(CN) - A man who called a New Jersey cop a Nazi on Facebook cannot collect $750,000 for the depression and heart attack he allegedly suffered after a two-hour arrest, a federal judge ruled.
The dispute stems from two messages Vassilios Adamakos sent to Linwood, N.J., police officer Gary Coslop via Facebook in August 2010.
His first posting, rife with misspellings and grammatical errors, came under the subject line in all caps: "You Are a Disgrace to the Police Uniform Lyer," as reproduced in the ruling.
"You and your good buddy Austin are a disgrace to Linwood Police Dept.," the message states. "Both of you should be thrown out and send to prison for lying and abusing innocent citizens. Linwood will pay a havy price some day for having you around. You are an ugly person inside out."
To top that off, Adamakos added: "By the way, I am enjoying very much the fact that your wife left you after the enlargement of certain parts of her body and someone else is enjoying the fruits of your labor. Hahahahahahahahahahahahahahahaha."
The second posting, which also contained misspellings, read: "Small world Gary you are probably very surprise that I know so many details about you. By the way on your profile picture you definitely look like a NAZI. Please change the picture is very offensive."
Coslop allegedly charged Adamakos with unlawful computer access, third-degree harassment and fourth-degree stalking, and arrested him at his home at 10:15 p.m. on Sept. 10, 2010.
Adamakos filed a handwritten complaint against the city and its police department two years later in state court, seeking $750,000 for his pain and suffering. The complaint did not name Coslop as a defendant, however.
"Coslop purposely filed false charges, abusing his authority to cause financial harm to me and defame me," the complaint states. "As a result of this horrible situation, I have fallen into deep depression and had a serious heart attack."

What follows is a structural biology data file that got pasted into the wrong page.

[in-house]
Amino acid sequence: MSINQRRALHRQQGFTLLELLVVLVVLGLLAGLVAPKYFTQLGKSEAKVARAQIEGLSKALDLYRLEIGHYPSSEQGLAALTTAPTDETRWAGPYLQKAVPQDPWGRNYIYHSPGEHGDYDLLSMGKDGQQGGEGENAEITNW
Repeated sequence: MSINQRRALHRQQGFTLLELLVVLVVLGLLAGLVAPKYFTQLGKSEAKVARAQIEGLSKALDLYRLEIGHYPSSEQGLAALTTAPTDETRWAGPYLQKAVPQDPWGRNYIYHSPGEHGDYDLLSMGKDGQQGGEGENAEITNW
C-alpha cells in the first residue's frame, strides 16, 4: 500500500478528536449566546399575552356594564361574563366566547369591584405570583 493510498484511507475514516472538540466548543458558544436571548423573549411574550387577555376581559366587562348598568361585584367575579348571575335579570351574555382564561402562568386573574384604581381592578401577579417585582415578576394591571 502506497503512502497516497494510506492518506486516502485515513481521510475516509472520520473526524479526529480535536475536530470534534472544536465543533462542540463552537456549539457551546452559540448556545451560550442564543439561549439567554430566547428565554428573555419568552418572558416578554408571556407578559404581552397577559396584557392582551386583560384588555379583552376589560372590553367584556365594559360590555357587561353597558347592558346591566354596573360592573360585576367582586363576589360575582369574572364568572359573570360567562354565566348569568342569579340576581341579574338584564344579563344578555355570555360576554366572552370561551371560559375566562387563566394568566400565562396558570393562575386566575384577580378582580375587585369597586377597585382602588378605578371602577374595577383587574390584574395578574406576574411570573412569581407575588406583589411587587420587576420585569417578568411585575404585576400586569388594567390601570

Though Adamakos was unable to raise his $15,000 bail, he placed $1,500 bail at Atlantic County Jail and was released about two hours after his initial arrest, according to the complaint.
The charges were allegedly resolved a few weeks later when Adamakos agreed to take an anger-management course and was placed on one-year nonreporting probation.
Linwood and its police department ultimately removed the action to federal court where U.S. District Judge Renee Bumb granted them summary judgment last week.
"Although the alleged grounds for plaintiff's claims are far from clear, defendants have interpreted the complaint as alleging various constitutional violations as a result of an official policy or custom of the city of Linwood," Bumb wrote. "Plaintiff has not disputed defendants' characterization of his claims."
Even if Adamakos had alleged claims for false arrest and malicious prosecution against Coslop, such claims would fail either on the merits or as barred under the Supreme Court's 1994 decision in Heck v. Humphrey
, the ruling states.
"Plaintiff, who has not opposed the within motion, has failed to adduce any evidence relating to a policy, custom, or a failure of training or supervision," Bumb wrote. "The court has reviewed plaintiff's deposition and answers to interrogatories and can find none. Accordingly, summary judgment in favor of the city of Linwood is appropriate."